“I shouted to him [Miguel] from cell to cell: ‘Let’s close with a flourish: reporting with our boots on! I felt the same emotion as a journalist when he gives a scoop, even though I was a prisoner,” laughs Lucía from exile in Costa Rica. Miguel Mora, for his part, swapped journalism for politics and is now one of the political prisoners convicted in one of the express trials that have been taking place in recent weeks. He faces up to 15 years in prison.
“I felt the same emotion as a journalist when he gives a scoop, and I was imprisoned!
In Nicaragua, 44 years ago, the legendary director of the daily La Prensa, Pedro Joaquín Chamorro, known as the “martyr of public freedoms”, was assassinated by the Somoza dictatorship. Today, this newspaper, a symbol of journalistic resistance in Nicaragua, has had its paper confiscated by the government until it has had to suspend its print edition. Three of its directors are in prison. The same happened to El Nuevo Diario, the second-largest newspaper in the country, which was forced to close down definitively in 2019, after almost 40 years in business, “due to economic, technical and logistical difficulties that make its operation unsustainable”, according to a communiqué.
Thus, the progressive hardening of repression materialised in the raids on the media and the imprisonment of Lucía Pineda and Miguel Mora were the turning point that unleashed a mass exodus of journalists. “At the beginning, it was unthinkable that they would touch a journalist, we never expected them to dare to do so much,” says Edith Pineda, former editor-in-chief of El Nuevo Diario and current director of Despacho 505, the first Nicaraguan media outlet founded in exile.
New information technologies
“We lost everything, but not the will to do journalism,” says Lucía. After six months in prison and long periods in solitary confinement, he went into exile in Costa Rica and started again. “Too long I was doing nothing because I was in prison. The best therapy I can have is to do my work,” she says enthusiastically. Together with her, journalists from Nicaragua Actual, a Costa Rican-born media outlet, organised themselves organically and rented a common space in San José in order to continue reporting. How did they do it? With Skype, Facebook, Twitter, Instagram, Youtube, Google, Canva, WordPress, their mobile phones, and modest cameras.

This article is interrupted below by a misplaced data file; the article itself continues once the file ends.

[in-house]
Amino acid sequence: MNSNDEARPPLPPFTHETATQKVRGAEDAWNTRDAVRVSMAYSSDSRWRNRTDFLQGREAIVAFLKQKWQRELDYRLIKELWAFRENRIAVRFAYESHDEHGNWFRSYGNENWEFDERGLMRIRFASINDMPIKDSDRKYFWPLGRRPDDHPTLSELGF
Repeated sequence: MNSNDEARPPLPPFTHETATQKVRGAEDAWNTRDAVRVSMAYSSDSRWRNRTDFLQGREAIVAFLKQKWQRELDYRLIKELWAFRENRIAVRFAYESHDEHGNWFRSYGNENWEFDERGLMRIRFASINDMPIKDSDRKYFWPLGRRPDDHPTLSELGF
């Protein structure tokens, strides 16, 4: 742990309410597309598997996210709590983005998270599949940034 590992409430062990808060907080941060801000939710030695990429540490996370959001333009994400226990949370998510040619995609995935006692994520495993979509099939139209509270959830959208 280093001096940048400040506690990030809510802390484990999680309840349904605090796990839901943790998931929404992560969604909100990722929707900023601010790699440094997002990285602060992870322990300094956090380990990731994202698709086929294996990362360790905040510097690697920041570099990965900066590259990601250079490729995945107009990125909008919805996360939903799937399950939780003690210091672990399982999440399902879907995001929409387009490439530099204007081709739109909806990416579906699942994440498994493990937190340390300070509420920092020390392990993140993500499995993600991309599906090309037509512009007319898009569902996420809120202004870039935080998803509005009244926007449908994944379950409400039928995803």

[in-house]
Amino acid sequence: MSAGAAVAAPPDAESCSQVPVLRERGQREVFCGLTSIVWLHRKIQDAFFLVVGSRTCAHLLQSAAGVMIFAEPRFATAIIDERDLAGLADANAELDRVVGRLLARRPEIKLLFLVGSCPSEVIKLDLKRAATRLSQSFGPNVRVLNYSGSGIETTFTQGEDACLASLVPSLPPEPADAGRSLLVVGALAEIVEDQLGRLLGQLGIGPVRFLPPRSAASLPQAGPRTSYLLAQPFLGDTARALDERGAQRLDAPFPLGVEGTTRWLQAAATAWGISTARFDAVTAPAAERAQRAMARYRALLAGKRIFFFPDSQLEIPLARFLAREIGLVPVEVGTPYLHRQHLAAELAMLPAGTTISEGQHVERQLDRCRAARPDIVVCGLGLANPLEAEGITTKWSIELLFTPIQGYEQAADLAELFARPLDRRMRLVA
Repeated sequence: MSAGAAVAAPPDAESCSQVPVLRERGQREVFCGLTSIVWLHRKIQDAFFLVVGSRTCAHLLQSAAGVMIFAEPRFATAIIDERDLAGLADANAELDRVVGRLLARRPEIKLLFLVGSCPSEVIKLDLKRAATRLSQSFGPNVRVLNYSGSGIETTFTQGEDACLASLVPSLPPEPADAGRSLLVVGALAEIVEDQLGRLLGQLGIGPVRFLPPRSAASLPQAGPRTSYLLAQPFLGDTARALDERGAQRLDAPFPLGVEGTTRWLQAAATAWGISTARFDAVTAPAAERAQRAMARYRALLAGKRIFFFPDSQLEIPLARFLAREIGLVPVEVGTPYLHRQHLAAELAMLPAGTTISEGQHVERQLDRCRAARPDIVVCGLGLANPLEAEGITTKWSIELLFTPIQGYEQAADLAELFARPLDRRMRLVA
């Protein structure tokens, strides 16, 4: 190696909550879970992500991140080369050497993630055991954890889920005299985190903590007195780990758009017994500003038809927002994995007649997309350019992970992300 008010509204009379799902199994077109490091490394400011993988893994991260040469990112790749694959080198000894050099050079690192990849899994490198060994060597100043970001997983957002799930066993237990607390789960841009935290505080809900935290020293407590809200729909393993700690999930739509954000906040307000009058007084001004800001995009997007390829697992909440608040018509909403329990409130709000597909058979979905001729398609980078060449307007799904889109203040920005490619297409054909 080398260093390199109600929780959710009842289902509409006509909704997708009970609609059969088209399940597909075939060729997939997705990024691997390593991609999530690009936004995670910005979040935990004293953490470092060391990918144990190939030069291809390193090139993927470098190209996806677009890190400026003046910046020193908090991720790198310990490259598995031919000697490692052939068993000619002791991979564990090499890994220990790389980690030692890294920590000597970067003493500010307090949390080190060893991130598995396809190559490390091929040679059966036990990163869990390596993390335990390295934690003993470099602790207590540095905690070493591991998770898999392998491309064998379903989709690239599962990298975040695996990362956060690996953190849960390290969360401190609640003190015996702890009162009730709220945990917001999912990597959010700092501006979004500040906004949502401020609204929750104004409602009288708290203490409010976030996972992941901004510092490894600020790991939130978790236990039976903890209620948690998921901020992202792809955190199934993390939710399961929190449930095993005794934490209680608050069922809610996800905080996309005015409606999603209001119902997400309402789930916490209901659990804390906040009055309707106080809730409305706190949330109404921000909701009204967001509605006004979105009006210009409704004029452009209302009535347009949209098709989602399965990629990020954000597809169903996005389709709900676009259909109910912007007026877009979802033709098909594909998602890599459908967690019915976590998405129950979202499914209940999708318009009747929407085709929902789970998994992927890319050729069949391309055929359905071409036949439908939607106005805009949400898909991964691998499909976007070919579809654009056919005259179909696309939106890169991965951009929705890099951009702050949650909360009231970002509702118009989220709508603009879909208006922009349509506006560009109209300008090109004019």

Journalists face a serious problem: they have no sources. People will only talk if they are guaranteed anonymity.
Although new technologies have made it possible for independent journalism to continue to exist, journalists inside and outside Nicaragua face a serious problem: they have no sources. “We are talking about sources at all levels and in all areas: social, economic, academic… people only talk if we guarantee anonymity, but it is very difficult to exercise fully circumspect journalism if we don’t cite names,” laments Sergio Mesa, director of the media outlet La Mesa Redonda. Even so, he overcomes adversity: “The people of Nicaragua are suffering a lot and it is our obligation as journalists to maintain the information link with them,” he says.
By the time the protests broke out, La Mesa Redonda had already made the digital leap. They were shut down at the radio station where they broadcast their debate and talk show when the media outlet highlighted the high abstention rate in the 2016 general elections. Suddenly, they became intolerable to the dictatorship and the exclusion of independent media from advertising packages stifled many. However, thanks to training in Information and Communication Technologies (ICTs) offered by the Violeta Barrios de Chamorro Foundation, they were able to become digitally literate much earlier than other media. The foundation also paid its price for supporting journalism. It was canceled by the regime and its director, Cristiana Chamorro, was recently sentenced to eight years in prison in a speedy trial. Sergio went into exile on 20 June 2021, and currently rents a room in San José from where he claims to practice his craft without earning any income.